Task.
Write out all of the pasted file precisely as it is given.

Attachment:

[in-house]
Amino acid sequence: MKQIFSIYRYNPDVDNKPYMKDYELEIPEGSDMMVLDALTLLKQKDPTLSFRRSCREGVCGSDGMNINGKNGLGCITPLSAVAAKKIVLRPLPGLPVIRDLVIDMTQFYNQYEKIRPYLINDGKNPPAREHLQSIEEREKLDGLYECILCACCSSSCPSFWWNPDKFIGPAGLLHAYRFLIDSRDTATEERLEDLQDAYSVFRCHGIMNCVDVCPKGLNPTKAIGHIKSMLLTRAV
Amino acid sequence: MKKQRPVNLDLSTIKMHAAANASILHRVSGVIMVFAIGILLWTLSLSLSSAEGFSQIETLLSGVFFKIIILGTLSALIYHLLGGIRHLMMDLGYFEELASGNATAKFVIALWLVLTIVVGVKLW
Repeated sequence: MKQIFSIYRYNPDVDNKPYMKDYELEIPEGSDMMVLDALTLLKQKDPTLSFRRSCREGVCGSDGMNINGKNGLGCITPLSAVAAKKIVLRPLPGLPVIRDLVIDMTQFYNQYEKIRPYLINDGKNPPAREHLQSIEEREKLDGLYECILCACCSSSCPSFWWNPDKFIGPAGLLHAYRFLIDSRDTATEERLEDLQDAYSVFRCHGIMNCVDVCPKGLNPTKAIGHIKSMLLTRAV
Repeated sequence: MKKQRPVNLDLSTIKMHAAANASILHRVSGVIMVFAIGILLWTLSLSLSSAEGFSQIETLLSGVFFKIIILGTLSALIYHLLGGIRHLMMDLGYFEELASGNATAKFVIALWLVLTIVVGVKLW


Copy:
[in-house]
Amino acid sequence: MKQIFSIYRYNPDVDNKPYMKDYELEIPEGSDMMVLDALTLLKQKDPTLSFRRSCREGVCGSDGMNINGKNGLGCITPLSAVAAKKIVLRPLPGLPVIRDLVIDMTQFYNQYEKIRPYLINDGKNPPAREHLQSIEEREKLDGLYECILCACCSSSCPSFWWNPDKFIGPAGLLHAYRFLIDSRDTATEERLEDLQDAYSVFRCHGIMNCVDVCPKGLNPTKAIGHIKSMLLTRAV
Amino acid sequence: MKKQRPVNLDLSTIKMHAAANASILHRVSGVIMVFAIGILLWTLSLSLSSAEGFSQIETLLSGVFFKIIILGTLSALIYHLLGGIRHLMMDLGYFEELASGNATAKFVIALWLVLTIVVGVKLW
Repeated sequence: MKQIFSIYRYNPDVDNKPYMKDYELEIPEGSDMMVLDALTLLKQKDPTLSFRRSCREGVCGSDGMNINGKNGLGCITPLSAVAAKKIVLRPLPGLPVIRDLVIDMTQFYNQYEKIRPYLINDGKNPPAREHLQSIEEREKLDGLYECILCACCSSSCPSFWWNPDKFIGPAGLLHAYRFLIDSRDTATEERLEDLQDAYSVFRCHGIMNCVDVCPKGLNPTKAIGHIKSMLLTRAV
Repeated sequence: MKKQRPVNLDLSTIKMHAAANASILHRVSGVIMVFAIGILLWTLSLSLSSAEGFSQIETLLSGVFFKIIILGTLSALIYHLLGGIRHLMMDLGYFEELASGNATAKFVIALWLVLTIVVGVKLW